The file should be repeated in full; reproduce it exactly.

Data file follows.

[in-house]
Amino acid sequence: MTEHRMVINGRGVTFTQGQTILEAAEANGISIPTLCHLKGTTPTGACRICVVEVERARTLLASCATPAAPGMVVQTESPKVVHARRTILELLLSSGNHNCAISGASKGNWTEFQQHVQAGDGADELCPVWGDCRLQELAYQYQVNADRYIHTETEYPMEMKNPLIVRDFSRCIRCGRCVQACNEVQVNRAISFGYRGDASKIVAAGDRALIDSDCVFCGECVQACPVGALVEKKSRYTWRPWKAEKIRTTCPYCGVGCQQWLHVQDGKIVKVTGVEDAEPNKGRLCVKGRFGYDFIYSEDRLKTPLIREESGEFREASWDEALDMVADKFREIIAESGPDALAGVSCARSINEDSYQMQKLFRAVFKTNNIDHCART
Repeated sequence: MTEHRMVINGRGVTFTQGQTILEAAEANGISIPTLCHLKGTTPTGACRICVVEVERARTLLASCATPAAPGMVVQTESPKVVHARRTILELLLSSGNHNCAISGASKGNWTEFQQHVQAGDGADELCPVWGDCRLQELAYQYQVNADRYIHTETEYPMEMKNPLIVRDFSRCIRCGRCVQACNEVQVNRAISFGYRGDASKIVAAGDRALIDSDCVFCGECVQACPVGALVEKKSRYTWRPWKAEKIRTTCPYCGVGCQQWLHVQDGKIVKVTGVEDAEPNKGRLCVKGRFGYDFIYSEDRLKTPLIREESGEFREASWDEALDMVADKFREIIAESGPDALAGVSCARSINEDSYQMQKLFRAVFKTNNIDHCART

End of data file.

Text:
[in-house]
Amino acid sequence: MTEHRMVINGRGVTFTQGQTILEAAEANGISIPTLCHLKGTTPTGACRICVVEVERARTLLASCATPAAPGMVVQTESPKVVHARRTILELLLSSGNHNCAISGASKGNWTEFQQHVQAGDGADELCPVWGDCRLQELAYQYQVNADRYIHTETEYPMEMKNPLIVRDFSRCIRCGRCVQACNEVQVNRAISFGYRGDASKIVAAGDRALIDSDCVFCGECVQACPVGALVEKKSRYTWRPWKAEKIRTTCPYCGVGCQQWLHVQDGKIVKVTGVEDAEPNKGRLCVKGRFGYDFIYSEDRLKTPLIREESGEFREASWDEALDMVADKFREIIAESGPDALAGVSCARSINEDSYQMQKLFRAVFKTNNIDHCART
Repeated sequence: MTEHRMVINGRGVTFTQGQTILEAAEANGISIPTLCHLKGTTPTGACRICVVEVERARTLLASCATPAAPGMVVQTESPKVVHARRTILELLLSSGNHNCAISGASKGNWTEFQQHVQAGDGADELCPVWGDCRLQELAYQYQVNADRYIHTETEYPMEMKNPLIVRDFSRCIRCGRCVQACNEVQVNRAISFGYRGDASKIVAAGDRALIDSDCVFCGECVQACPVGALVEKKSRYTWRPWKAEKIRTTCPYCGVGCQQWLHVQDGKIVKVTGVEDAEPNKGRLCVKGRFGYDFIYSEDRLKTPLIREESGEFREASWDEALDMVADKFREIIAESGPDALAGVSCARSINEDSYQMQKLFRAVFKTNNIDHCART